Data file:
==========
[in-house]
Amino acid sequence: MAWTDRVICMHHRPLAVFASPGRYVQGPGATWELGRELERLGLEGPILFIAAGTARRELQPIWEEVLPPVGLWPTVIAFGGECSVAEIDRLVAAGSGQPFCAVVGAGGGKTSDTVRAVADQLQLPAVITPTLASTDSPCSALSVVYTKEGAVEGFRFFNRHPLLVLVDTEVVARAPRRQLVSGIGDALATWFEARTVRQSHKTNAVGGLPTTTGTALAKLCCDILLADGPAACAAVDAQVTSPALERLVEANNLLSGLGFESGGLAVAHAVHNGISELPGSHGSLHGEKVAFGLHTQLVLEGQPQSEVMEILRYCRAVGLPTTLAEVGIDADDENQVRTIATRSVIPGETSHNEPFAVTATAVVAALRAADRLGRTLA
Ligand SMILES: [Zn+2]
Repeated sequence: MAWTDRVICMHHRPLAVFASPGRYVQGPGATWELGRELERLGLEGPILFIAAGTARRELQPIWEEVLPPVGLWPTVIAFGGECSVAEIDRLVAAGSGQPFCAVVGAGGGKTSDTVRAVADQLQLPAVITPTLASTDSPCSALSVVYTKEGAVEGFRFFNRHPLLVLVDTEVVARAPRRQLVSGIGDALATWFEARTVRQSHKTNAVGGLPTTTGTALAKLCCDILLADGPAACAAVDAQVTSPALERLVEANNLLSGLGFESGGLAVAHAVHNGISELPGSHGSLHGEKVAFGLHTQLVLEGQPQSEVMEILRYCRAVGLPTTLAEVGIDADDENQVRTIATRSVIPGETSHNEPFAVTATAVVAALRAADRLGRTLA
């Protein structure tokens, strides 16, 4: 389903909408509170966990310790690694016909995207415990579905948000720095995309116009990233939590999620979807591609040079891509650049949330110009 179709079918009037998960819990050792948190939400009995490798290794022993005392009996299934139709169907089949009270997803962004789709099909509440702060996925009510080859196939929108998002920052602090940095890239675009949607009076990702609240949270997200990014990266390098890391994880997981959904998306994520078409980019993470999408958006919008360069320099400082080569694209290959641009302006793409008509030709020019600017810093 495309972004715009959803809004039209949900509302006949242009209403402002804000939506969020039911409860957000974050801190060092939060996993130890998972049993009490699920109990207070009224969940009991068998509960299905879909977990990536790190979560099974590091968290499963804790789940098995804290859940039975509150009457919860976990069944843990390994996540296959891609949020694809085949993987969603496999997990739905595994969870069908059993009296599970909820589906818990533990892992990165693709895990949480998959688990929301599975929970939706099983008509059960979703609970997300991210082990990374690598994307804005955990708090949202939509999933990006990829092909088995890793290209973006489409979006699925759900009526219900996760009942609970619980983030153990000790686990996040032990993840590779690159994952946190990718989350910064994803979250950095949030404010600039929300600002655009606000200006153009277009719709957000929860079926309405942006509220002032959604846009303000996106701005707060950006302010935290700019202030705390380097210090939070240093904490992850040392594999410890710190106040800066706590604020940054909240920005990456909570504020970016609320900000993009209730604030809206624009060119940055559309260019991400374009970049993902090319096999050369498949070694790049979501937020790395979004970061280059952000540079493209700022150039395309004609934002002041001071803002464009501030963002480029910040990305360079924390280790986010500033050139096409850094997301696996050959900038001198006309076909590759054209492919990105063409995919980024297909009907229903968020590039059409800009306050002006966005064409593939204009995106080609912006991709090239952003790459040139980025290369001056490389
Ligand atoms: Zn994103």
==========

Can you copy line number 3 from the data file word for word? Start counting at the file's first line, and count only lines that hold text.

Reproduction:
Ligand SMILES: [Zn+2]